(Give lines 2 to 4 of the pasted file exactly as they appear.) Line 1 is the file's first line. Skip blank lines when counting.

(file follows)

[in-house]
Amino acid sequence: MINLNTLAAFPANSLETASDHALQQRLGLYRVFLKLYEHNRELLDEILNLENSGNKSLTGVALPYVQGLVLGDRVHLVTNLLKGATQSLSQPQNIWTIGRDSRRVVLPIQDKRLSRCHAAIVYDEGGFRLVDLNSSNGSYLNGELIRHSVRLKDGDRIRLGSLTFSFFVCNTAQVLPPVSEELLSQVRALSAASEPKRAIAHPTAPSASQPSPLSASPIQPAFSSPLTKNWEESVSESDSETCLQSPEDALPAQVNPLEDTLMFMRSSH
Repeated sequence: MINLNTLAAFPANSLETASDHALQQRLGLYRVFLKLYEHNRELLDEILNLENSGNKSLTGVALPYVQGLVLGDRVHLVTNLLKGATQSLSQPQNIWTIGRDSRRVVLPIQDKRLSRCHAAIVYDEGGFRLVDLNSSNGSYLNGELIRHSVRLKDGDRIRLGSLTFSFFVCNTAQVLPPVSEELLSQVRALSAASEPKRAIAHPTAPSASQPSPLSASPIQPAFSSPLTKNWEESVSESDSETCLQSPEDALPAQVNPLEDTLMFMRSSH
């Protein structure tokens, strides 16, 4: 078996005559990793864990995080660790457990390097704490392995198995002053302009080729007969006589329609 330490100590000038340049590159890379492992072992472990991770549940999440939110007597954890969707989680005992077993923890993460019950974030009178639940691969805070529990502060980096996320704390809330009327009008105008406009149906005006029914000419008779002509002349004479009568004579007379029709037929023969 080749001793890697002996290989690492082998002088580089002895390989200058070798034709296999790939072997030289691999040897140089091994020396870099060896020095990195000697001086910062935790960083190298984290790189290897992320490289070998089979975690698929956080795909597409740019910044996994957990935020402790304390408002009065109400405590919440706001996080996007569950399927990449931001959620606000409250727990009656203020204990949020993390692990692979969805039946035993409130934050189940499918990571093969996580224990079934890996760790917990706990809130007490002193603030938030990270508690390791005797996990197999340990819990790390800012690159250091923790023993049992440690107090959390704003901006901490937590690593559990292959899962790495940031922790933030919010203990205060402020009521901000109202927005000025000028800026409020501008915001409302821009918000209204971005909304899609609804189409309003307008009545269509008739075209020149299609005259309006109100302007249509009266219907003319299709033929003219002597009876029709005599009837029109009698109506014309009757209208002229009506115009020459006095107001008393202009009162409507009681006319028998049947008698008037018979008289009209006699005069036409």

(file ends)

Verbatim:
Amino acid sequence: MINLNTLAAFPANSLETASDHALQQRLGLYRVFLKLYEHNRELLDEILNLENSGNKSLTGVALPYVQGLVLGDRVHLVTNLLKGATQSLSQPQNIWTIGRDSRRVVLPIQDKRLSRCHAAIVYDEGGFRLVDLNSSNGSYLNGELIRHSVRLKDGDRIRLGSLTFSFFVCNTAQVLPPVSEELLSQVRALSAASEPKRAIAHPTAPSASQPSPLSASPIQPAFSSPLTKNWEESVSESDSETCLQSPEDALPAQVNPLEDTLMFMRSSH
Repeated sequence: MINLNTLAAFPANSLETASDHALQQRLGLYRVFLKLYEHNRELLDEILNLENSGNKSLTGVALPYVQGLVLGDRVHLVTNLLKGATQSLSQPQNIWTIGRDSRRVVLPIQDKRLSRCHAAIVYDEGGFRLVDLNSSNGSYLNGELIRHSVRLKDGDRIRLGSLTFSFFVCNTAQVLPPVSEELLSQVRALSAASEPKRAIAHPTAPSASQPSPLSASPIQPAFSSPLTKNWEESVSESDSETCLQSPEDALPAQVNPLEDTLMFMRSSH
């Protein structure tokens, strides 16, 4: 078996005559990793864990995080660790457990390097704490392995198995002053302009080729007969006589329609 330490100590000038340049590159890379492992072992472990991770549940999440939110007597954890969707989680005992077993923890993460019950974030009178639940691969805070529990502060980096996320704390809330009327009008105008406009149906005006029914000419008779002509002349004479009568004579007379029709037929023969 080749001793890697002996290989690492082998002088580089002895390989200058070798034709296999790939072997030289691999040897140089091994020396870099060896020095990195000697001086910062935790960083190298984290790189290897992320490289070998089979975690698929956080795909597409740019910044996994957990935020402790304390408002009065109400405590919440706001996080996007569950399927990449931001959620606000409250727990009656203020204990949020993390692990692979969805039946035993409130934050189940499918990571093969996580224990079934890996760790917990706990809130007490002193603030938030990270508690390791005797996990197999340990819990790390800012690159250091923790023993049992440690107090959390704003901006901490937590690593559990292959899962790495940031922790933030919010203990205060402020009521901000109202927005000025000028800026409020501008915001409302821009918000209204971005909304899609609804189409309003307008009545269509008739075209020149299609005259309006109100302007249509009266219907003319299709033929003219002597009876029709005599009837029109009698109506014309009757209208002229009506115009020459006095107001008393202009009162409507009681006319028998049947008698008037018979008289009209006699005069036409």